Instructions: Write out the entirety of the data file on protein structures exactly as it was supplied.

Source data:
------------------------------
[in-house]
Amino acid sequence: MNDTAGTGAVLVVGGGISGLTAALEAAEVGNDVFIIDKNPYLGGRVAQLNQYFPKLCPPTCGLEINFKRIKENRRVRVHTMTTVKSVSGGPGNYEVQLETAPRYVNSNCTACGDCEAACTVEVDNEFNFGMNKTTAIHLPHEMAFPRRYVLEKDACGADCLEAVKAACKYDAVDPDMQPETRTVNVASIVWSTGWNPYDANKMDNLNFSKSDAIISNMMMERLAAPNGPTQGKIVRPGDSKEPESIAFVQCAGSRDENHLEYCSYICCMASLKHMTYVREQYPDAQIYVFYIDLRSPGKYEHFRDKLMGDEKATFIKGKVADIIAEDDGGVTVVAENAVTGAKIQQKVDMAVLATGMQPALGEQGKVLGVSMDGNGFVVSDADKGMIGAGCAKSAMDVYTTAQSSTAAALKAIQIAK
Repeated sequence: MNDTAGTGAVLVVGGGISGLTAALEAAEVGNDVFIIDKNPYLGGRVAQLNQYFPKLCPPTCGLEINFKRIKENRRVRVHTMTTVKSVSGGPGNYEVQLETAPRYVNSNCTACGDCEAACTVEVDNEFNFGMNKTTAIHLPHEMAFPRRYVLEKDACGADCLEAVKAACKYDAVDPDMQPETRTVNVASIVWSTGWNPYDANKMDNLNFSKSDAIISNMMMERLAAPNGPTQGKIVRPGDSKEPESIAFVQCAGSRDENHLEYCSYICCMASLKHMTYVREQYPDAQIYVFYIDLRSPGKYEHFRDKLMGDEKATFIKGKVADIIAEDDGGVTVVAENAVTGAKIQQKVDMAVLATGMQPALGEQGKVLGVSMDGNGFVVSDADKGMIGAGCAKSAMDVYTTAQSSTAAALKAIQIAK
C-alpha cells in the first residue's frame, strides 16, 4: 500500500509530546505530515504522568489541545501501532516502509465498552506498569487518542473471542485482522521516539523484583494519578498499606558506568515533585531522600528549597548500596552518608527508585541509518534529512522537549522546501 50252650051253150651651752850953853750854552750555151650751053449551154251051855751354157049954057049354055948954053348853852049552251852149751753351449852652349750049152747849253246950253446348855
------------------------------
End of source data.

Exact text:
[in-house]
Amino acid sequence: MNDTAGTGAVLVVGGGISGLTAALEAAEVGNDVFIIDKNPYLGGRVAQLNQYFPKLCPPTCGLEINFKRIKENRRVRVHTMTTVKSVSGGPGNYEVQLETAPRYVNSNCTACGDCEAACTVEVDNEFNFGMNKTTAIHLPHEMAFPRRYVLEKDACGADCLEAVKAACKYDAVDPDMQPETRTVNVASIVWSTGWNPYDANKMDNLNFSKSDAIISNMMMERLAAPNGPTQGKIVRPGDSKEPESIAFVQCAGSRDENHLEYCSYICCMASLKHMTYVREQYPDAQIYVFYIDLRSPGKYEHFRDKLMGDEKATFIKGKVADIIAEDDGGVTVVAENAVTGAKIQQKVDMAVLATGMQPALGEQGKVLGVSMDGNGFVVSDADKGMIGAGCAKSAMDVYTTAQSSTAAALKAIQIAK
Repeated sequence: MNDTAGTGAVLVVGGGISGLTAALEAAEVGNDVFIIDKNPYLGGRVAQLNQYFPKLCPPTCGLEINFKRIKENRRVRVHTMTTVKSVSGGPGNYEVQLETAPRYVNSNCTACGDCEAACTVEVDNEFNFGMNKTTAIHLPHEMAFPRRYVLEKDACGADCLEAVKAACKYDAVDPDMQPETRTVNVASIVWSTGWNPYDANKMDNLNFSKSDAIISNMMMERLAAPNGPTQGKIVRPGDSKEPESIAFVQCAGSRDENHLEYCSYICCMASLKHMTYVREQYPDAQIYVFYIDLRSPGKYEHFRDKLMGDEKATFIKGKVADIIAEDDGGVTVVAENAVTGAKIQQKVDMAVLATGMQPALGEQGKVLGVSMDGNGFVVSDADKGMIGAGCAKSAMDVYTTAQSSTAAALKAIQIAK
C-alpha cells in the first residue's frame, strides 16, 4: 500500500509530546505530515504522568489541545501501532516502509465498552506498569487518542473471542485482522521516539523484583494519578498499606558506568515533585531522600528549597548500596552518608527508585541509518534529512522537549522546501 50252650051253150651651752850953853750854552750555151650751053449551154251051855751354157049954057049354055948954053348853852049552251852149751753351449852652349750049152747849253246950253446348855